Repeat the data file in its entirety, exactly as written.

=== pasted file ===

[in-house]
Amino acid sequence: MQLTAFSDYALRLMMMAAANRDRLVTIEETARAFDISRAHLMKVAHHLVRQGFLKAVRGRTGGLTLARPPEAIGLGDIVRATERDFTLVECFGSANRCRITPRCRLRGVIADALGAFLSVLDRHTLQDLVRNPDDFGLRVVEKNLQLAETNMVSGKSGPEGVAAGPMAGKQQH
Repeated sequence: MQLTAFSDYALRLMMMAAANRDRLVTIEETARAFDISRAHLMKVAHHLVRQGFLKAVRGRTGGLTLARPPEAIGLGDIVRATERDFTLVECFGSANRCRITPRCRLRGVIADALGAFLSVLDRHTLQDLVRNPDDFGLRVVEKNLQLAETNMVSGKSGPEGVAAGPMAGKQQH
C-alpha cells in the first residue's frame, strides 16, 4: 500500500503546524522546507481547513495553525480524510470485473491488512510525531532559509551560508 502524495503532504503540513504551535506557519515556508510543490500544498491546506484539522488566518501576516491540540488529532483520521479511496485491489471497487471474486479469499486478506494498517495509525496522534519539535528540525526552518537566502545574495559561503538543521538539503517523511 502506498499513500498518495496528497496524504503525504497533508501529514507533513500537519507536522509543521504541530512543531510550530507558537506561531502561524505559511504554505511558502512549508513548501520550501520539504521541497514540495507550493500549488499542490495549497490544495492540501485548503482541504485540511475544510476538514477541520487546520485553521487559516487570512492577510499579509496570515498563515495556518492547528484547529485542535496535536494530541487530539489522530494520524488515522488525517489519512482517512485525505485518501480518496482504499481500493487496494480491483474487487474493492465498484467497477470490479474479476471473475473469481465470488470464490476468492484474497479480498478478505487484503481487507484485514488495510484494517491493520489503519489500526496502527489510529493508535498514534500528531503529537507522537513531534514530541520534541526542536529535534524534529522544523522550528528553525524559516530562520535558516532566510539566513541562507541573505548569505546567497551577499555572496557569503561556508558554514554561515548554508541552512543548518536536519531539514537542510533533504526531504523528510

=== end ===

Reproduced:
[in-house]
Amino acid sequence: MQLTAFSDYALRLMMMAAANRDRLVTIEETARAFDISRAHLMKVAHHLVRQGFLKAVRGRTGGLTLARPPEAIGLGDIVRATERDFTLVECFGSANRCRITPRCRLRGVIADALGAFLSVLDRHTLQDLVRNPDDFGLRVVEKNLQLAETNMVSGKSGPEGVAAGPMAGKQQH
Repeated sequence: MQLTAFSDYALRLMMMAAANRDRLVTIEETARAFDISRAHLMKVAHHLVRQGFLKAVRGRTGGLTLARPPEAIGLGDIVRATERDFTLVECFGSANRCRITPRCRLRGVIADALGAFLSVLDRHTLQDLVRNPDDFGLRVVEKNLQLAETNMVSGKSGPEGVAAGPMAGKQQH
C-alpha cells in the first residue's frame, strides 16, 4: 500500500503546524522546507481547513495553525480524510470485473491488512510525531532559509551560508 502524495503532504503540513504551535506557519515556508510543490500544498491546506484539522488566518501576516491540540488529532483520521479511496485491489471497487471474486479469499486478506494498517495509525496522534519539535528540525526552518537566502545574495559561503538543521538539503517523511 502506498499513500498518495496528497496524504503525504497533508501529514507533513500537519507536522509543521504541530512543531510550530507558537506561531502561524505559511504554505511558502512549508513548501520550501520539504521541497514540495507550493500549488499542490495549497490544495492540501485548503482541504485540511475544510476538514477541520487546520485553521487559516487570512492577510499579509496570515498563515495556518492547528484547529485542535496535536494530541487530539489522530494520524488515522488525517489519512482517512485525505485518501480518496482504499481500493487496494480491483474487487474493492465498484467497477470490479474479476471473475473469481465470488470464490476468492484474497479480498478478505487484503481487507484485514488495510484494517491493520489503519489500526496502527489510529493508535498514534500528531503529537507522537513531534514530541520534541526542536529535534524534529522544523522550528528553525524559516530562520535558516532566510539566513541562507541573505548569505546567497551577499555572496557569503561556508558554514554561515548554508541552512543548518536536519531539514537542510533533504526531504523528510